Tuesday, November 13, 2018

Content Security Policy - Quick Reference

This is a post to help me remember the various parts of CSP. The w3 specification for CSP is very readable - this is NOT a replacement for them - just something to help me remember the directives :)

Here's a nice link where you can generate your policy bit by bit.

Remember, by default content is allowed to run on the web - not blocked. If browsers made the defaults as 'block all', I'm willing to bet a lot of issues would go away.

Don't use:

- unsafe-inline: Allows inline JS (includes javascript:) to be run, this is where a ton of XSS happens
- unsafe-eval: Runs eval() on any JavaScript user input that is passed to it
- data: The 'data' tags allow content to be encoded as text/html or base64 and are another way of delivering inline content


- child-src: Controls where <frame> and <iframe> can be loaded from
- connect-src: Controls where you can make direct connections to web-servers to (fetch(), WebSockets, XHR, EventSource)
- default-src: If the site uses JS and you haven't whitelisted any sites, it'll look at what's here and try loading a script from here. This is the default for every other fetch directive. Starting with 'default-src: None' is a good idea to start white-listing content
- font-src: Where can I load fonts from?
- frame-src: Where can I load Iframes from?
- img-src: Where can I load images from?
- manifest-src: Where can I load app manifests (metadata about a specific application) from?
- media-src: Where can I load audio, video and subtitles from?
- prefetch-src: Where can resources be prefetched from? This just means that some resources on the page will be 'processed' (DNS resolution for example) before they are actually requested
- object-src: Where do plugins (embed, object, applet) get loaded from
- script-src:
    * A list of white-listed sources for Javascript.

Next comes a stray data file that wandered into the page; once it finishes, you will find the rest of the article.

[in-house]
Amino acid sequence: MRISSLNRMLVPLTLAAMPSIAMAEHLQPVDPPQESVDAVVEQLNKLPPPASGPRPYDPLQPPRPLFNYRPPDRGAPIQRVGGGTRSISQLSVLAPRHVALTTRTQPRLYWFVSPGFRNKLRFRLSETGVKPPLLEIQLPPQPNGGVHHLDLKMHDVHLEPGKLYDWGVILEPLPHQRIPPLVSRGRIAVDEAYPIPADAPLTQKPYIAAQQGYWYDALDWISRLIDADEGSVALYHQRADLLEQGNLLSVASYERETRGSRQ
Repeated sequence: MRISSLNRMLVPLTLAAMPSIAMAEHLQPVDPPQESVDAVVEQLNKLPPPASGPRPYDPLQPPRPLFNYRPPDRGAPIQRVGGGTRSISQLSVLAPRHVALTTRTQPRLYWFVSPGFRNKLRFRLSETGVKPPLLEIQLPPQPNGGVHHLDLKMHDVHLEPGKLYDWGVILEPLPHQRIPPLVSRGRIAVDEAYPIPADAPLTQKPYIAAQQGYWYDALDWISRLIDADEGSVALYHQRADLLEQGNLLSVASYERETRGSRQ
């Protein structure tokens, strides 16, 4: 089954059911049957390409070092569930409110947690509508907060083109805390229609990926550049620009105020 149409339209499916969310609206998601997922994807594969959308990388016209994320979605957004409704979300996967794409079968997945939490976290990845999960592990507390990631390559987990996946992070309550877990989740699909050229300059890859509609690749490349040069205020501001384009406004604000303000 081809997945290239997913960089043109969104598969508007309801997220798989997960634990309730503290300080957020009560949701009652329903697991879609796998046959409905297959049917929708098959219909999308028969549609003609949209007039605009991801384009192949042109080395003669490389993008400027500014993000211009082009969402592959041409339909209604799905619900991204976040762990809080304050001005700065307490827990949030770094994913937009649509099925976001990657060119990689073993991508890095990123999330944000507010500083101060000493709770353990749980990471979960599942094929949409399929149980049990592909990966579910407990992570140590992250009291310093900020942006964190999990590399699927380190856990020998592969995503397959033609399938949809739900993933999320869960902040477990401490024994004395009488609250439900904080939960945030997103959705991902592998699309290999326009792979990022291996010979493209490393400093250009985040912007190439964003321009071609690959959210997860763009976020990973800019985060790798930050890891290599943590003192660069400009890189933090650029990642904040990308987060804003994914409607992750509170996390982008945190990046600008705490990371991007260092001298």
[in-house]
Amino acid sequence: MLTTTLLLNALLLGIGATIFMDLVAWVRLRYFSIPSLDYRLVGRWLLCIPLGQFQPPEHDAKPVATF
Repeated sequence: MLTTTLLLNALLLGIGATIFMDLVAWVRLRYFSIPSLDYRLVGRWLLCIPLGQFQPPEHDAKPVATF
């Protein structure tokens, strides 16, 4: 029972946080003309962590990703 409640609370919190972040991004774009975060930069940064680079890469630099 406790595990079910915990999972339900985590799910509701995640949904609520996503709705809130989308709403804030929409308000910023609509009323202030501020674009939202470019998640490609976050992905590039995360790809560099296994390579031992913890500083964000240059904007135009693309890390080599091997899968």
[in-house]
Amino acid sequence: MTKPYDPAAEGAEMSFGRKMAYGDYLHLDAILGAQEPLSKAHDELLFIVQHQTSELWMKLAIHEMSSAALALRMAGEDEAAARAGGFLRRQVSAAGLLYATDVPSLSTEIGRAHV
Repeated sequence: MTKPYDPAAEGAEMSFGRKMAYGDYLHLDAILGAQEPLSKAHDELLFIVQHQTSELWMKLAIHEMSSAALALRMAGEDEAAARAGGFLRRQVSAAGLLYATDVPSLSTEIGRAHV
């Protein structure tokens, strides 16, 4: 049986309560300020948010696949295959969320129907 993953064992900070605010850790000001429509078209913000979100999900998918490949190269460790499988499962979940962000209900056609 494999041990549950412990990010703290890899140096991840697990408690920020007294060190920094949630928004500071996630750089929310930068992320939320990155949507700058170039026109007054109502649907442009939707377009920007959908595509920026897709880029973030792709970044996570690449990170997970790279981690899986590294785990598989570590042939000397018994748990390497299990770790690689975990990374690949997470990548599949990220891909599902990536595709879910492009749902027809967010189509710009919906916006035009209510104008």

* 'self' indicates that the browser should load scripts only from the site itself and nowhere else.
    * This controls inline scripts as well as XSLT stylesheets that can trigger script execution.
    * Adding 'nonce = really_random_nonce' or 'sha256-hash' can allow very specific inline scripts if there's no way to whitelist inline scripts
    * strict-dynamic accompanied by a nonce for a script, means that any scripts recursively called by that script are automatically trusted, without needing a nonce or hash themselves
- style-src: A list of whitelisted sources for CSS
- script-src-elem, script-src-attr, style-src-elem, style-src-attr all similar to script-src and style-src, except that they allow blacklisting specific tags instead. Not yet in browsers though, but here's a Google Group post.
- worker-src: Where can I load background Web Workers from?

Document directives:

- base-uri: Controls where relative URLs can be loaded from
- plugin-types: Restricts the types of plugins that can be loaded into the document
- sandbox: Controls what the IFrame that's embedded in your page can do. You can allow scripts, popups or forms for example

Navigation Directives:

- form-action: Submit forms only to specific whitelisted URLs. Useful when an attacker can actually inject their own form tags
- frame-ancestors: Defends against clickjacking attacks by limiting the websites that can actually frame the target site using frame, iframe, object, embed or applet tags
- navigation-to: Limit the websites that a page can navigate to

Reporting directives:

- report-to: If CSP is started in report-only mode, where do you send the report violations

Other important directives:

- upgrade-insecure-requests: Upgrade all requests made over HTTP to use HTTPS

- block-all-mixed-content: Ensure that all resources are requested over HTTPS, as long as the page is loaded over HTTPS
- require-sri-for: Subresource integrity for all scripts requested from a third-party-domain to detect tampering on the way

Other directives:

- referrer: Sends referrer only under certain conditions
- reflected-xss: Controls features in user-agent to prevent xss